“Elaine Mitchener has ACHIEVED A MOST DIFFICULT CHALLENGE ; She has created a dauntingly vivid
theatrical evocation of deep and prolonged collective pain in such a way as to bring out OUR emotional empathy fundamental to communication. She has not aimed for ‘beautiful art’
but her unblinking honesty and the ultrasensitive resonance of her three musical companions, has parAdoxically created something of real, visceral beauty- art,in fact.” Robert Wyatt 03|12|2018 THE WIRE
“SWEET TOOTH is a vital black British addition to those seminal creative statements of resistance and defiance from the African Diaspora.” Kevin Le Gendre, Jazzwise Magazine
In her latest project, vocal artist Elaine Mitchener casts a unique look upon the history of the sugar trade. “My ancestry includes enslaved Africans, sold by Africans to British traders to make Britain ‘great’ through the slave trade of sugar on plantations in the Caribbean and Brazil.”
SWEET TOOTH is a deeply personal project not only about Black history but an important chapter of British history and the pivotal role Black people have played in it.
The work is a cross-disciplinary music theatre piece devised by Elaine Mitchener. It uses text, improvisation and movement to stage a dramatic engagement with the brutal realities of slavery, as revealed by historical records of the British sugar industry and to illuminate its contemporary echoes.
SWEET TOOTH premiered on Thursday 23 November at Bluecoat Liverpool and is currently on tour. The premiere marked the culmination of a five year research by Mitchener into our love of sugar and the historical links between the UK sugar industry and the Transatlantic Slave Trade.
The 50 minute piece is divided into six chapters:
1 – Universal Slide – invocation
3 – Scold’s Bridle
4 – Names
5 – Scramble
6 – The Mill – invocation
The text for SWEET TOOTH includes extracts drawn from a traditional Jamaican plantation chant ‘Guinea Corn’; a Kumina invocation song that was transcribed in Morant Bay, St Thomas, Jamaica in the 1950s; and the names and other details of slaves taken from the 1813 inventory of plantation owner Simon Taylor, transcribed by historian Dr Christer Petley (Univeristy of Southampton) from the Jamaica Archives in Spanish Town, Jamaica.
Reviews and Interviews
“SWEET TOOTH is a vital black British addition to those seminal creative statements of resistance and defiance from the African Diaspora.” Kevin Le Gendre, Jazzwise Magazine —> Read
“With a harrowingly physical performance from Mitchener, tightly woven displays of virtuosity from the group, and little more than the highly evocative lighting to set the scene, it is like watching an exorcism: the demon cast out is history.” Robert Barry, The Wire —> Read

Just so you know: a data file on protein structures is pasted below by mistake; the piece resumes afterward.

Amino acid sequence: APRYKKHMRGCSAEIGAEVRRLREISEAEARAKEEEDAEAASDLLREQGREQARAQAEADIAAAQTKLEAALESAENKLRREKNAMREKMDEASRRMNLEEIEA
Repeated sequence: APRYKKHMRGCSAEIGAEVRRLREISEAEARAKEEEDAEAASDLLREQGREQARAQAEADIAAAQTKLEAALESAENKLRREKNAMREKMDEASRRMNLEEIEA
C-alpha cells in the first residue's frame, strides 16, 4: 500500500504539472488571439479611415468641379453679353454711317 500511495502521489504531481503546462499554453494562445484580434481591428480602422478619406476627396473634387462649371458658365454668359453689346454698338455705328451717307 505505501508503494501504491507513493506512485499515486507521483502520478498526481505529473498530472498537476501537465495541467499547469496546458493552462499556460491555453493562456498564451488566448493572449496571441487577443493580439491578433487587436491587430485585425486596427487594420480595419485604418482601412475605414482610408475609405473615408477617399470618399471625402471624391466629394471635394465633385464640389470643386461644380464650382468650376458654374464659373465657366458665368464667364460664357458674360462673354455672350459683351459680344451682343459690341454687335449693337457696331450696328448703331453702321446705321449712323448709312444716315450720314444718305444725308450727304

A Q&A with Elaine Mitchener about her performance piece Sweet Tooth – a visceral, overwhelming indictment of the role sugar and the slave trade played in building the British Empire. Chris Bohn, The Wire —> Read
“SWEET TOOTH is sonically immersive and experimental in its improvisatory approaches, referencing Kumani singing and sea shanties. It is an intense experience for the players and observers.” Interview
Elaine Mitchener spoke to Gilane Tawadros, the Vice-Chair of the Stuart Hall Foundation, about SWEET TOOTH and the process of research that led to this incredibly powerful, thought provoking and much acclaimed performance. —> Read
SWEET TOOTH is part of an ambitious project in constant evolution, using different mediums to look upon the many aspects of Britain’s Atlantic legacies: music ensemble, installation, solo work, film.
SWEET TOOTH has been supported with public funding from Arts Council England. Commissioned by Bluecoat in partnership with the Stuart Hall Foundation, London and The International Slavery Museum with further support from PRSF Open Fund, Edge Hill University, Centre 151 and St George’s Bloomsbury.
The first stage of development for SWEET TOOTH has been supported with public funding from Arts Council England. Original research supported by Aldeburgh Music, University of Southampton, St George’s Bloomsbury, Centre 151. With further support from Harewood House Trust, Trinity Laban Conservatoire of Music and Dance and Bluecoat Liverpool.
Borealis Festival – Bergen, Norway
6 March 2020
Museum of London Docklands – London
18 May 2018
John Hansard Gallery at NST City – Southampton
23 February 2018
St George’s Bloomsbury – London
22 February 2018
Bluecoat – Liverpool
23 November 2017